The book has been written from Draupadi’s, who was the wife of the 5 Pandava heroes in this epic, point of view. It throws light on her innermost thoughts and feelings, traced right from her childhood to her demise in the lap of the Himalayan mountains. It talks about her feelings about the strange in which way she was born – right out of a yagya (worship done around a holy fire, done to invoke “Agni” and other gods), her attitude towards her father who was much too blinded by his ambitions and revenges to even give her second glance, the mother she never had and her most beloved brother. It goes on to describe her rather strange marital relationship with all 5 of the Pandava brothers and despite having 5 husbands, her love for Karna, the most unfortunate and tragic hero in the epic.
This book, quite relevant to today’s war torn world as well, narrates this novel in a beautiful mythical-magical fashion. Though it does talk about most of the events which took place in the original epic as well, the author has put in some beautiful imaginative twists of her own such as the intricacies of Draupadi and Kunti’s relationship, Draupadi’s secret longing for Karna and even addresses the question of whether Karna actually respected and loved her most, even more than any of her 5 husbands.
The Palace of Illusions is mainly a love story at its core. It has been written almost like a romantic novel, set in the times of the Mahabharata and focuses mainly on Draupadi’s strange interest towards Karna, even before her marriage, how she accepted being married to the Pandavas despite loving Karna and how she gradually taught herself to accede to her fate, though in her heart, it was always Karna who was most important. It is almost like a tragic love story – about two lovers who silently love each other through all the years of their lives, yet never confess it to each other and accept that their fates would never let them unite. Just like Draupadi, even Karna secretly longs for Draupadi and never marries anyone again, after being disallowed from contesting for her hand. Hence at the core of all the wars, revenges and mythical happenings, lies a silent and tragic love story between two people whose fates have intertwined in such a strange fashion, that they’ll never be able to be with each other in their current lives.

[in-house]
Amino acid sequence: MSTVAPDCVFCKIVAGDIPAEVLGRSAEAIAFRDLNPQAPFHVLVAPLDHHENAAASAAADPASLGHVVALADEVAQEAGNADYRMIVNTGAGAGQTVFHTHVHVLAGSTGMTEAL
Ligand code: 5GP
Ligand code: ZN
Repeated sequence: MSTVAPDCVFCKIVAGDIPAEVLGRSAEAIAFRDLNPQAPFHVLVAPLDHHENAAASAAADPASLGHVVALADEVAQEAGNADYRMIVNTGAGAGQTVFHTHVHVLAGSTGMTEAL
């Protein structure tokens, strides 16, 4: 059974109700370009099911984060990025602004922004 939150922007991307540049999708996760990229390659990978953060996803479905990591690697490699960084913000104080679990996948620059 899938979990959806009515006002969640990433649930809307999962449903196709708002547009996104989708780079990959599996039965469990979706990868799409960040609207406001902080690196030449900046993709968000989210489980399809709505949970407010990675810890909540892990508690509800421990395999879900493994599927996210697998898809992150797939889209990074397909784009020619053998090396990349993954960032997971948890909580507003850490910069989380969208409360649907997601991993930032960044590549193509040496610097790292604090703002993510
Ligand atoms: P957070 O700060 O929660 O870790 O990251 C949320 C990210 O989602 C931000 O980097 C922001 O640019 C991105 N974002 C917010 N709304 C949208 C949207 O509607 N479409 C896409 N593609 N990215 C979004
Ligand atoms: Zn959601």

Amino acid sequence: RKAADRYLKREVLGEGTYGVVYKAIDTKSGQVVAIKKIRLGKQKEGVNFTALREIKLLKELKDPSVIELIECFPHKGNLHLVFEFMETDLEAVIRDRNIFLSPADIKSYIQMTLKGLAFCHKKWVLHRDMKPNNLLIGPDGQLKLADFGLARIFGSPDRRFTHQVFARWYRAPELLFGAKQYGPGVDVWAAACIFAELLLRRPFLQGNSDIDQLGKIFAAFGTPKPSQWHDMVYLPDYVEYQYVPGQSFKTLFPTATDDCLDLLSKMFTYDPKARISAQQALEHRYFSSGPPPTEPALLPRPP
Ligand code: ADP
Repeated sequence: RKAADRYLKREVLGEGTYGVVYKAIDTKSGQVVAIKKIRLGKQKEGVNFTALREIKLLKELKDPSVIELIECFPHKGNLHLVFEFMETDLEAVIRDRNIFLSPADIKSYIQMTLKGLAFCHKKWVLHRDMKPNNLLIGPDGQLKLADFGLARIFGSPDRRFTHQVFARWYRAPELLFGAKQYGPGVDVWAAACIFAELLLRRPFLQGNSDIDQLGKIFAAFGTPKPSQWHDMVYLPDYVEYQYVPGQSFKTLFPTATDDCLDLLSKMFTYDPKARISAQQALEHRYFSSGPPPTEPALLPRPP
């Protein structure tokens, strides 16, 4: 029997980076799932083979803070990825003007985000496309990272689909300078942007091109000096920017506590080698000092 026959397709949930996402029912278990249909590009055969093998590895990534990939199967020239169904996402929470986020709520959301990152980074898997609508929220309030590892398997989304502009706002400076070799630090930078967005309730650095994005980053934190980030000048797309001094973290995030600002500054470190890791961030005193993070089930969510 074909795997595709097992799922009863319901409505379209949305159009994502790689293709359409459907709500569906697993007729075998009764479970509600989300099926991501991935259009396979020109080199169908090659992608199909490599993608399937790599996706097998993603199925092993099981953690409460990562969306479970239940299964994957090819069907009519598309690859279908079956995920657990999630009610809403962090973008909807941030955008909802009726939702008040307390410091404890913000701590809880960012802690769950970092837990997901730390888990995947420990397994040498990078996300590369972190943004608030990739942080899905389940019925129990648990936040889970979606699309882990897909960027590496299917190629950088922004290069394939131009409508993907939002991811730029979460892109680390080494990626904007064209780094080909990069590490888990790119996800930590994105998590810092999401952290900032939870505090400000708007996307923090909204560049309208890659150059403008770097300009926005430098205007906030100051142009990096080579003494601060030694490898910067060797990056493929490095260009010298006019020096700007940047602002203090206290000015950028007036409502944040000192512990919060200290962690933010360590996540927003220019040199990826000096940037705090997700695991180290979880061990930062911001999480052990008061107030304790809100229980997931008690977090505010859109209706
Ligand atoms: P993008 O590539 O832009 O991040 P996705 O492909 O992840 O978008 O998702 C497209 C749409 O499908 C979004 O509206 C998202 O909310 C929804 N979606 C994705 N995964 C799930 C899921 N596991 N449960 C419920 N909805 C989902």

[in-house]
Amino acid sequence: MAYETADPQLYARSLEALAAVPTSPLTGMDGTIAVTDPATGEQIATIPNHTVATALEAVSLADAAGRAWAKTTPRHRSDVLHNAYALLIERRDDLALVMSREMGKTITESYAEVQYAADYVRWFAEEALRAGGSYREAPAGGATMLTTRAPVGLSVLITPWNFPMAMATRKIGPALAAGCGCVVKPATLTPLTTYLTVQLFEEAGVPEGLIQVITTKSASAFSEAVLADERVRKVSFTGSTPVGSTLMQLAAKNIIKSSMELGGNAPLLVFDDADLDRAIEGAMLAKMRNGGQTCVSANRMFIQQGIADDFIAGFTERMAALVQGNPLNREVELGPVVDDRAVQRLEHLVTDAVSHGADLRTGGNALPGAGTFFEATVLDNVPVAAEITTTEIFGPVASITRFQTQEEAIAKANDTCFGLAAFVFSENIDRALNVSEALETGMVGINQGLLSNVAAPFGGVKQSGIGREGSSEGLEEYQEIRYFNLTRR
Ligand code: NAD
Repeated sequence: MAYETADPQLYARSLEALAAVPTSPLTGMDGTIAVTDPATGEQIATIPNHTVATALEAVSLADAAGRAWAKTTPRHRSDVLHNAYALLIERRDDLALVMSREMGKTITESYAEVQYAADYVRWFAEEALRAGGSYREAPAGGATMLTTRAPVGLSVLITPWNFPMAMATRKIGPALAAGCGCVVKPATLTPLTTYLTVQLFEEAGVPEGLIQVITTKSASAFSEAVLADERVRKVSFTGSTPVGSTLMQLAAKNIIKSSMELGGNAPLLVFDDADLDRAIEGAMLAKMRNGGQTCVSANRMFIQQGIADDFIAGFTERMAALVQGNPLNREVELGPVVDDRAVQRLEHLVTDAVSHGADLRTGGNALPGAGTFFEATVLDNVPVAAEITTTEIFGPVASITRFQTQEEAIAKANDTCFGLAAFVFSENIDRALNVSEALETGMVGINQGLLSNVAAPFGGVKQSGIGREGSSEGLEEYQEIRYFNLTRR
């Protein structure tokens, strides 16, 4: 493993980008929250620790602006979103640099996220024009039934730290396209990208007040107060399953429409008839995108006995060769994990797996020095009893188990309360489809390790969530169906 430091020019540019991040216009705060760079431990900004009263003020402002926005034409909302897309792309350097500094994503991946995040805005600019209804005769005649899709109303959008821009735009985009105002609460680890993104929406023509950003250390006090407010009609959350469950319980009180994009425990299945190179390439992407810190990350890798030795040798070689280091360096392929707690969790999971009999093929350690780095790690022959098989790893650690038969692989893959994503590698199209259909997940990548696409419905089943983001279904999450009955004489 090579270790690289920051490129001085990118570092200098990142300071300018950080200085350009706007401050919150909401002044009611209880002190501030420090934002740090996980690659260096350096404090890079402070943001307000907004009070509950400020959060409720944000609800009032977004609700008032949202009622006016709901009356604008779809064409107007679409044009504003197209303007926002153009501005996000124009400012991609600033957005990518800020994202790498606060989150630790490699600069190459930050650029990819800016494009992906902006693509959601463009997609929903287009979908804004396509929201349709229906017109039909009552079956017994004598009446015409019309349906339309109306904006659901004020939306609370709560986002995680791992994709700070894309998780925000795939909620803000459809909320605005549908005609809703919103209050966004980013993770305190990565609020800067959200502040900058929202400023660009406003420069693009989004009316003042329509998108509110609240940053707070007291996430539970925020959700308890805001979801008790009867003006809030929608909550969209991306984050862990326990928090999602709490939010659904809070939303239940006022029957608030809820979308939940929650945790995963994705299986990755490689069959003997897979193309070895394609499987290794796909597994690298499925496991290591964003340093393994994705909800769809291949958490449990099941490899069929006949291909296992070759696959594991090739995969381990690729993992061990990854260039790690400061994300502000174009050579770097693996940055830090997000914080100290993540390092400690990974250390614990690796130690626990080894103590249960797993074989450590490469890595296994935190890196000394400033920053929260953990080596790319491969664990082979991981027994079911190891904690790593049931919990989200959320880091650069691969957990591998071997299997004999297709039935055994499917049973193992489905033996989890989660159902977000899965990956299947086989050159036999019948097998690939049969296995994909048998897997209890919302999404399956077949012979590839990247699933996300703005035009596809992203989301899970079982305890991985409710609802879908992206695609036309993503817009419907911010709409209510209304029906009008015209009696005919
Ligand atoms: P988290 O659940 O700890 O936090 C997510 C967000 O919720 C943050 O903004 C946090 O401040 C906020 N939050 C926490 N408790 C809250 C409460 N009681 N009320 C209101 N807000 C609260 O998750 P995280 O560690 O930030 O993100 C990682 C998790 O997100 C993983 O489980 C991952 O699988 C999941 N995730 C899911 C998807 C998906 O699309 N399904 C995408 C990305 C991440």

As a student of law however, the most important and fascinating aspect part of the book, in my opinion was the legal aspect of it. The ancient the Vedic society, to which all the characters belong, did not have any codified substantive and procedural laws, with the exception of the “Manu Smriti”. Despite this, the conduct of most men and women was prescribed by the strict and rigid laws of “Dharma” – the behavior which was seen fitting of the men and women of a particular caste. My project seeks to contrast these Dharmas with modern day laws.
My project shall deal with a number of facets of this book. I shall talk about the various characters, mainly Draupadi, Karna and the 5 Pandavas. The author’s history and personality shall also be discussed and finally, the main chapter of my project shall deal with an analysis of the ancient and mythical laws and “Dharmas” as mentioned in this book as against today’s modern and contemporary laws. The final part of my project shall deal with my own interpretation and analysis of this book as a student of literature.
Chapter 1: About the Author: Chitra Bannerjee Divakaruni
Chitra Banerjee Divakaruni is an award winning Indian-American author, poet, and the Betty and Gene McDavid Professor of Writing at the University of Houston Creative Writing Program. She was born and brought up in Kolkata after which she moved to USA to pursue he studies and got a master’s degree in English from...